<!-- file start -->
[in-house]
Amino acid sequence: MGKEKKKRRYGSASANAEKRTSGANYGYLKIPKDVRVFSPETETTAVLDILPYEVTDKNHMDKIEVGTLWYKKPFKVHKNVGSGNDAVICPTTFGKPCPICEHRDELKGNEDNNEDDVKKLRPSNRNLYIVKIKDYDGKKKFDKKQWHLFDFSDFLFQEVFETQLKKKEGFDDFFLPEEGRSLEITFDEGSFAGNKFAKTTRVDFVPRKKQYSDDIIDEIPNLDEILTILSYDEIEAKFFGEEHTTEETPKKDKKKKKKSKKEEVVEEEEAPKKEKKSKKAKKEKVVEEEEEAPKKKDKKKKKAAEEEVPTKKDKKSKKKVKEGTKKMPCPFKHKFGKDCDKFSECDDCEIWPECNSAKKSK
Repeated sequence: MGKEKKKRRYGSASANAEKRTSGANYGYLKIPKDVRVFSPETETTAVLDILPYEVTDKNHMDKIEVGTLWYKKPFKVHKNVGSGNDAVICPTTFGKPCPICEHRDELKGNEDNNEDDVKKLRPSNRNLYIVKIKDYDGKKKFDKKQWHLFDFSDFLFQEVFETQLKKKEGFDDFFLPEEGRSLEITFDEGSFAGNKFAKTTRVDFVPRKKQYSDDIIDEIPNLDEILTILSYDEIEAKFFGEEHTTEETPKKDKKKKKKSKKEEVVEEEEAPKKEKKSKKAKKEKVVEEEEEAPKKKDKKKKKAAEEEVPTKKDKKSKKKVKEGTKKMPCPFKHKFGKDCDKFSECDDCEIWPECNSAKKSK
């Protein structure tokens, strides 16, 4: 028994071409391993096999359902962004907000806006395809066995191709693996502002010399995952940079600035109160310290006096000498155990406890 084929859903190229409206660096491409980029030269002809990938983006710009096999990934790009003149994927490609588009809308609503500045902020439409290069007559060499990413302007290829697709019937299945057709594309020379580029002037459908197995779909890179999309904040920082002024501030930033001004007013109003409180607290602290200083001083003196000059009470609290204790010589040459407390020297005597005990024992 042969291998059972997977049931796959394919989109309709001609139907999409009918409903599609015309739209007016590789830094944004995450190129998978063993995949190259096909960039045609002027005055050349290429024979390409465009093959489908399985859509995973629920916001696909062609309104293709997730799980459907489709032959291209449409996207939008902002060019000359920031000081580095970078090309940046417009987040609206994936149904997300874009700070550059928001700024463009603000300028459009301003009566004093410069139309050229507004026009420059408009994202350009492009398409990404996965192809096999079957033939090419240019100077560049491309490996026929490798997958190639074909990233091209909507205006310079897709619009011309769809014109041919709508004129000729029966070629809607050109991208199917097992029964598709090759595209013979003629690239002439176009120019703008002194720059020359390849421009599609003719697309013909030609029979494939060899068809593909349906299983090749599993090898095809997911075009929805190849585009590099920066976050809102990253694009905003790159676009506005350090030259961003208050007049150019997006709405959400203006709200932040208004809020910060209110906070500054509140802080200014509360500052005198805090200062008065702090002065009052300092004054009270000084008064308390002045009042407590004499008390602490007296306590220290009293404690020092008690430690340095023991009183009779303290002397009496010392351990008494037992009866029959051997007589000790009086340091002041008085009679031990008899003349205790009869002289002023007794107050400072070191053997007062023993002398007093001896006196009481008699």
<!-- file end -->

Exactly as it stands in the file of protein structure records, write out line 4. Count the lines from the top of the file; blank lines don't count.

């Protein structure tokens, strides 16, 4: 028994071409391993096999359902962004907000806006395809066995191709693996502002010399995952940079600035109160310290006096000498155990406890 084929859903190229409206660096491409980029030269002809990938983006710009096999990934790009003149994927490609588009809308609503500045902020439409290069007559060499990413302007290829697709019937299945057709594309020379580029002037459908197995779909890179999309904040920082002024501030930033001004007013109003409180607290602290200083001083003196000059009470609290204790010589040459407390020297005597005990024992 042969291998059972997977049931796959394919989109309709001609139907999409009918409903599609015309739209007016590789830094944004995450190129998978063993995949190259096909960039045609002027005055050349290429024979390409465009093959489908399985859509995973629920916001696909062609309104293709997730799980459907489709032959291209449409996207939008902002060019000359920031000081580095970078090309940046417009987040609206994936149904997300874009700070550059928001700024463009603000300028459009301003009566004093410069139309050229507004026009420059408009994202350009492009398409990404996965192809096999079957033939090419240019100077560049491309490996026929490798997958190639074909990233091209909507205006310079897709619009011309769809014109041919709508004129000729029966070629809607050109991208199917097992029964598709090759595209013979003629690239002439176009120019703008002194720059020359390849421009599609003719697309013909030609029979494939060899068809593909349906299983090749599993090898095809997911075009929805190849585009590099920066976050809102990253694009905003790159676009506005350090030259961003208050007049150019997006709405959400203006709200932040208004809020910060209110906070500054509140802080200014509360500052005198805090200062008065702090002065009052300092004054009270000084008064308390002045009042407590004499008390602490007296306590220290009293404690020092008690430690340095023991009183009779303290002397009496010392351990008494037992009866029959051997007589000790009086340091002041008085009679031990008899003349205790009869002289002023007794107050400072070191053997007062023993002398007093001896006196009481008699």